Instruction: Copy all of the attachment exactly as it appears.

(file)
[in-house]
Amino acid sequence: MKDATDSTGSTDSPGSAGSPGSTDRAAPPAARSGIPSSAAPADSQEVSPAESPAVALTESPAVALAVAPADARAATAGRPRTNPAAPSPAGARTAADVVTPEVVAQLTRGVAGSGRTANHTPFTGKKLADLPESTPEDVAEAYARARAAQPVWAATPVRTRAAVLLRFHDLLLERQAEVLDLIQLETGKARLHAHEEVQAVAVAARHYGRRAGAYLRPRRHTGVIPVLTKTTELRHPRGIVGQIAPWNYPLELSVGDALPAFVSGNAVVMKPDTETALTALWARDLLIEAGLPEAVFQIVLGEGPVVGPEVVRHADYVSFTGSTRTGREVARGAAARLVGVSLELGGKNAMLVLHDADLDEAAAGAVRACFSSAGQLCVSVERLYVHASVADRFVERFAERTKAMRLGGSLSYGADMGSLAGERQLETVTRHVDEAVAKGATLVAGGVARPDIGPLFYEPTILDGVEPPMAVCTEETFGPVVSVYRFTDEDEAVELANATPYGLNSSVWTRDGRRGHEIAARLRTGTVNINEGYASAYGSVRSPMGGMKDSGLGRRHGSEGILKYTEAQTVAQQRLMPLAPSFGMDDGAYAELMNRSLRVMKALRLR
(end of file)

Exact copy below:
[in-house]
Amino acid sequence: MKDATDSTGSTDSPGSAGSPGSTDRAAPPAARSGIPSSAAPADSQEVSPAESPAVALTESPAVALAVAPADARAATAGRPRTNPAAPSPAGARTAADVVTPEVVAQLTRGVAGSGRTANHTPFTGKKLADLPESTPEDVAEAYARARAAQPVWAATPVRTRAAVLLRFHDLLLERQAEVLDLIQLETGKARLHAHEEVQAVAVAARHYGRRAGAYLRPRRHTGVIPVLTKTTELRHPRGIVGQIAPWNYPLELSVGDALPAFVSGNAVVMKPDTETALTALWARDLLIEAGLPEAVFQIVLGEGPVVGPEVVRHADYVSFTGSTRTGREVARGAAARLVGVSLELGGKNAMLVLHDADLDEAAAGAVRACFSSAGQLCVSVERLYVHASVADRFVERFAERTKAMRLGGSLSYGADMGSLAGERQLETVTRHVDEAVAKGATLVAGGVARPDIGPLFYEPTILDGVEPPMAVCTEETFGPVVSVYRFTDEDEAVELANATPYGLNSSVWTRDGRRGHEIAARLRTGTVNINEGYASAYGSVRSPMGGMKDSGLGRRHGSEGILKYTEAQTVAQQRLMPLAPSFGMDDGAYAELMNRSLRVMKALRLR